Shelter Systems Limited’s CM plant.

Colorado Building Systems’ modular prefab construction plant.

One recent Builder Online article highlights the attention prefab and manufactured housing is receiving as one possible answer to rising construction costs and a shortage of workers, mentioning that construction costs have increased by 15% nationally and up to 30% in some large cities. The article focuses on one architectural firm, KTGY Architecture, and their work with prefabrication methods. Ryan Flautz, associate principal of KTGY, distinguishes between modular construction wherein “a structure is assembled in cartridge units, typically six sided boxes that are prefinished and structurally self-contained” and panelization, which he says “expedites the construction framing time, is more accurate, and allows for greater design flexibility as there are no ‘box’ requirements.” Flautz makes the case that prefab construction, and modular in particular, is more amenable to modifications now than it has been in the past. He says,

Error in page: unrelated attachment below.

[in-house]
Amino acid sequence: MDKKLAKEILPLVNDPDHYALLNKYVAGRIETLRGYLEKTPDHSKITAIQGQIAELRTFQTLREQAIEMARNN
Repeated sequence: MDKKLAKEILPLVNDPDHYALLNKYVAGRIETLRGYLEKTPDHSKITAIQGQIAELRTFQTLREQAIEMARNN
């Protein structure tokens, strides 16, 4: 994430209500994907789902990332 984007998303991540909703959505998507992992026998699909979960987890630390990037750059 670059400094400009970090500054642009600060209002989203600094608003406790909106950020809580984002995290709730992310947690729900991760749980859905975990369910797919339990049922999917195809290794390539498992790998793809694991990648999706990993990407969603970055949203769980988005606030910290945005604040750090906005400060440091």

Historically, modular homes have been associated with lower quality, but this attitude is starting to wane. The flexibility and quality are much greater than in the past and, once you understand the limitations of modular and prefab, you can then challenge the design and create special environments for the end user.

Later in the article, however, Flautz admits that a hindrance to the wider acceptance of prefab construction is still its limited allowance for modification.